This is the first incident of this type since 1993. The estimated 90 gallons per minute for a 4 loop PWR reactor is lower than some earlier events that happened in the 1970's and 1980's. The list below identifies plants that have experienced major steam generator tube leakage events. Those cases indicated by DARK ORANGE are considered as Rupture, where the leak exceeded the charging pump capacity, but was well within the ECCS pump capacity. A Moderate Leak  is less than the charging pump capacity.  Leaks (Graphic shows industry 1990-2000 trend on leaks) in the range of the Technical Specification limits of 1 gpm per steam generator / 500 gallons per day or less. In none of the cases listed or the Indian Point 2 case should there have been a threat to the public health and safety. Data obtained from public data sources, usually the Licensee Event Reports, or LERs).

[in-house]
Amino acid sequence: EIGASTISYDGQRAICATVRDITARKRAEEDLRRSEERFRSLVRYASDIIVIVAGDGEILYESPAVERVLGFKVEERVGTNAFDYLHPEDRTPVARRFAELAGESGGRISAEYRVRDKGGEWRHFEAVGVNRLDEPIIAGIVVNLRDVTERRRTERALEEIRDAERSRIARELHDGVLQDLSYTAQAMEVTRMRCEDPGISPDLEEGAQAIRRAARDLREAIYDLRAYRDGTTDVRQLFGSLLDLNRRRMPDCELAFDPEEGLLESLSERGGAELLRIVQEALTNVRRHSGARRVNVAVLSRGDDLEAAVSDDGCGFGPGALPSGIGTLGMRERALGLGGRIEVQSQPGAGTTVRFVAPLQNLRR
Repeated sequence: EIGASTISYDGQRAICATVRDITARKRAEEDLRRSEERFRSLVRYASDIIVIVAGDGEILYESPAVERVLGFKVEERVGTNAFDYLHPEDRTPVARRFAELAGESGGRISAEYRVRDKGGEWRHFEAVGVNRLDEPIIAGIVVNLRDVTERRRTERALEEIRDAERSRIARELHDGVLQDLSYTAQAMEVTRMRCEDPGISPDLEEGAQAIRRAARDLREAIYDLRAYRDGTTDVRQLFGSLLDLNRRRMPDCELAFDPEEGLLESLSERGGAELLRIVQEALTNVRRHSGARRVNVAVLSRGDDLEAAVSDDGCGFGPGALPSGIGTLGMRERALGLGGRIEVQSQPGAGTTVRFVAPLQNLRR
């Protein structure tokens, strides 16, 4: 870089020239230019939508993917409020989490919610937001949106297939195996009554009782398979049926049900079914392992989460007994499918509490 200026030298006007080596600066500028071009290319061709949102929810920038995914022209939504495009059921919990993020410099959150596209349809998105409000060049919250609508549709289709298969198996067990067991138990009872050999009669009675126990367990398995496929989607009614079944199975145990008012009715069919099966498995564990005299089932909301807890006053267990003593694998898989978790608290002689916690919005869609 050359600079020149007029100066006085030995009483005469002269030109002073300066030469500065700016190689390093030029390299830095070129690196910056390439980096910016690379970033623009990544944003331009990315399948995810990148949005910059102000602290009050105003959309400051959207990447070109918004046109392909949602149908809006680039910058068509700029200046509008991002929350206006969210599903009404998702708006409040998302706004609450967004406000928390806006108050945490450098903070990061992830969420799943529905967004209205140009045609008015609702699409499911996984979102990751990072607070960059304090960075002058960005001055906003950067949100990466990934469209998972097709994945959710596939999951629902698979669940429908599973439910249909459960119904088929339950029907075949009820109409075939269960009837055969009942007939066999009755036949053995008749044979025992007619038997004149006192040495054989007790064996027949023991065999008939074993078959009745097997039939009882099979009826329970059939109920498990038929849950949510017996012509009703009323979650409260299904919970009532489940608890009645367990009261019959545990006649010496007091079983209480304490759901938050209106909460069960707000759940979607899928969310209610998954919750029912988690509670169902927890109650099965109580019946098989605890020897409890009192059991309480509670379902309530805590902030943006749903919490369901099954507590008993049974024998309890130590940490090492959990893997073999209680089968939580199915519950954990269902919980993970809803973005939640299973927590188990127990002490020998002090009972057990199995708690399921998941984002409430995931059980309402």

Year Plant Location Flow Rate Rupture or Leak
1975 Point Beach 1 Wisconsin 125 gal/min Rupture
1976 Surry 2 Virginia 330 gal/min Rupture
1979 Prairie Island 1 Minnesota 390 gal/min Rupture
1982 Ginna New York 630 gal/min Rupture
1987 North Anna 1 Virginia 600 gal/min Rupture
1989 McGuire 1 North Carolina 500 gal/min Rupture
1993 Palo Verde 2  Arizona 240 gal/min Rupture
2000 Indian Point 2  New York 90 gal/min ?? Rupture

The hole that would produce a 90 gallon per minute leak is less than an inch in diameter. More precisely, about 3 inches long by less than 1/4 inch wide.

A steam generator tube rupture is an infrequent event. The NRC Information Notices listed below provide more background on prior events.

Operator initial and requalification training involves training on a plant specific simulator for events of this type. Plant emergency operating procedures address events of this type.

Radioactive Releases 

Radioactive releases can occur early in the event until the steam generator with the broken tube is isolated. Release paths include - air ejector exhaust and turbine driven emergency feed water pump exhaust normally; releases from the steam generator power operated relief valves may occur. The amount released depends on:

The NRC has placed Technical Specification Limiting Conditions for Operations (LCO) limits on: 

These limits are imposed to ensure that, in the event of a steam generator tube rupture, the amount released would have no offsite effects.